Small packages can deliver great value for beverage, food, healthcare and personal care products.
Single-serve and small packaging is having more and more success: consumer lifestyles are driving the trend toward smaller packaging.
What drives food and drinks are issues like convenience, dietary awareness, freshness and reducing waste. “It’s a lot about convenience, 2, including both portability and on-the-go functionality, says Brian Wagner, consulting services for HAVI Global Solutions. “Portable meaning I can take it somewhere else to consume. On-the-go meaning I can use it while I’m moving,” he explains. Single-serve packets need to be small enough to fit into a pocket or a purse, and tough enough to survive.
The evolution of Eating report from Acosta Sales & Marketing shows that 61% of people believe reading food labels is very important for their health during grocery shopping: this may inspire brand owners to introduce even more single-serving packs as consumers realize how many calories are in a package of food.
“As it becomes more evident and obvious on a label that there are potential negatives associated with whatever I’m buying, I can envision companies rightsizing [or] downsizing” their packaging, Wagner says.
The consumers’ desire for variety, affordability and on-the-go convenience when buying health and beauty products are leading the way for more miniaturized packaging: airport regulations require mini personal-care packaging for air-travelers with carry-on luggage, and even commuters prefer small packages.
American Beverage Corp. is launching its HUG Fruit Slushee line: the products are packaged in a shelf-stable, foil-laminate 8-oz pouch to be freezed and then consumed.
“The pouch’s snow-cone shape provides an easy-to-hold package for children,” says Molly Boras, senior director of innovation at American Beverage. In addition, “the pouches have an easy-tear strip that creates a 2-inch opening for easy consumption.”
Other than freezing the product requires no other preparation, so kids can serve themselves and the pouch can be put into a lunchbox, coming in two flavours: Strawberry and Blue Raspberry.
With its new snap-apart tray packs for Sheba Perfect Portions cat food, Mars Petcare has developed a package that includes two single-serve plastic trays with peelable lids: each one contains 1.3 oz of cat food, the right and easy amount for a healthy meal for a cat.
Scentbird, a web-based perfume subscription service, uses miniaturized packaging to let consumers try a wide array of perfumes, affordably and over time: for a fee of $14.95, subscribers will receive monthly a package with a fragrance of their choice (the 8-milliliter container is a recyclable glass vial with a sprayer).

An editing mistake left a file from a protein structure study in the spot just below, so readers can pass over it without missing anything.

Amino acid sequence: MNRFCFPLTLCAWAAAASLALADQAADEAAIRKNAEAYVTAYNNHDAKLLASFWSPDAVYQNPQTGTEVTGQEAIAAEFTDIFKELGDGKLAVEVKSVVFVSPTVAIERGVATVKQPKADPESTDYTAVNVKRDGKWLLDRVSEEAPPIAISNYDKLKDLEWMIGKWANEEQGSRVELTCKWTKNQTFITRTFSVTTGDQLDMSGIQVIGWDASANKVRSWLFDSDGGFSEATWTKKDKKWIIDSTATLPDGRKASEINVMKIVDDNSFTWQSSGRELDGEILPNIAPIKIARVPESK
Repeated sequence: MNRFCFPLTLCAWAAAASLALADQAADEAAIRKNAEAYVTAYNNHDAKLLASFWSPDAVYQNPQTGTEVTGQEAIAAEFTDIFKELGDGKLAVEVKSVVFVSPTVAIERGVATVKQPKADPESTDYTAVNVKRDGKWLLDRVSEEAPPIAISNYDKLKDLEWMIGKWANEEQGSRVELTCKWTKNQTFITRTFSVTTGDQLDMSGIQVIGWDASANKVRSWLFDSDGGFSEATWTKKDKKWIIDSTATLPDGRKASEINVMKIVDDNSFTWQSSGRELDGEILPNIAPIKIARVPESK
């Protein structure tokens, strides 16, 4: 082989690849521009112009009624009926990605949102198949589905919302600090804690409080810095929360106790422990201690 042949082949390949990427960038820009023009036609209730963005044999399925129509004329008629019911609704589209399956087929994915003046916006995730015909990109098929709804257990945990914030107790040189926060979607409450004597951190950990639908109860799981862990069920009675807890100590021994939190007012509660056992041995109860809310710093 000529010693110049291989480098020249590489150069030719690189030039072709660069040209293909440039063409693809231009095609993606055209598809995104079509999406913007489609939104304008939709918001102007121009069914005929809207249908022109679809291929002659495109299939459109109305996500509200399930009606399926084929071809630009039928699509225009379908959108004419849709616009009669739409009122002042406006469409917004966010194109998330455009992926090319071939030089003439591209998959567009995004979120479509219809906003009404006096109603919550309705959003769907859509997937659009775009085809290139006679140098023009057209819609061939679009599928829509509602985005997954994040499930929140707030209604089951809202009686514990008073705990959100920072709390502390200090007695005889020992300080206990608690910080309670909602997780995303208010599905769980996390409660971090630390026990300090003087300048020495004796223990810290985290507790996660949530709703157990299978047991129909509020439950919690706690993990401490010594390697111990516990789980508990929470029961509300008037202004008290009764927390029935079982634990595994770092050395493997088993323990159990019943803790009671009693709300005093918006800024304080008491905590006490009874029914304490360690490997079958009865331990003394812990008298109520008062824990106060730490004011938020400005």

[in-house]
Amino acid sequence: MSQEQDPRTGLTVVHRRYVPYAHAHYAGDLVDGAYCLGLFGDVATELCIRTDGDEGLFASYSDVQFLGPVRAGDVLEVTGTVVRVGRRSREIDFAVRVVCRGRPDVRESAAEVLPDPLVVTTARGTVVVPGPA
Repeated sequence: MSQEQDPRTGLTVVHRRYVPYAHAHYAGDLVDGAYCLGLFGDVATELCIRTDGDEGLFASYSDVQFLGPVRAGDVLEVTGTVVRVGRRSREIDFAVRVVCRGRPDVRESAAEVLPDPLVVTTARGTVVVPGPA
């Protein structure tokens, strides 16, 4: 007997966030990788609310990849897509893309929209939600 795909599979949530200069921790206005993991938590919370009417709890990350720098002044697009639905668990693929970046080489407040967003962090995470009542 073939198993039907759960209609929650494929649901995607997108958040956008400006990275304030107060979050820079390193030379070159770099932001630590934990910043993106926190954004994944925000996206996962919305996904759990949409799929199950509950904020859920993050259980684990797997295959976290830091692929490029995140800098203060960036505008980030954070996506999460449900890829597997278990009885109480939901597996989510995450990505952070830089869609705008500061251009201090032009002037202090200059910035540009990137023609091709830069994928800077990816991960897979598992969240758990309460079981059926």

A pretty cylindrical case, coming free with the first delivery, procures protection for the vial, which can be removed when the new one arrives.
“Our vision is for the case to be viwed as a fashion accessory,” says Rachel Brink, chief marketing officer and co-founder of Scentbird. “We will launch different colours and finishes.”
Hot single-dose toddy
Hygienic product delivery is an essential consideration in pharmaceutical packaging, and one of the main reasons why developers choose single-serve formats.
Reckitt Benckiser adopted single-dose flexible packaging for its hot-liquid formulation of Maximum Strength Mucinex Fast-Max cold-and-flu medicine: the package comes in the form of a custom, mug-shaped blister pack, containing 8 single-dose pouches with powdered product.
“The package shape and graphics communicate the unique product, which offers the max strength symptom relief of Mucinex Fast-Max in a soothing hot liquid format,” says Shivanthi Vannan, marketing director, U.S. healthcare, Reckitt Benckiser.
Single-use sachets remain popular in emerging markets
Affordability is a key factor for single-serve and single-use flexible packaging in emerging markets: individual sachets have been used for many years to sell foods, beverages, personal-care products and even laundry detergent into markets like India, Indonesia and China.
For example, more than 80% of brand owned shampoos sold in the Philippines are packaged in single-use sachets: it’s more budget sensible to buy single-use sachets for people who are living paycheck to paycheck, than buying cheaper products in bulk.
But the sachets are costly in another way, says HAVI’s Wagner, citing environmental pollution. “There are these little pouches floating all over the countryside.”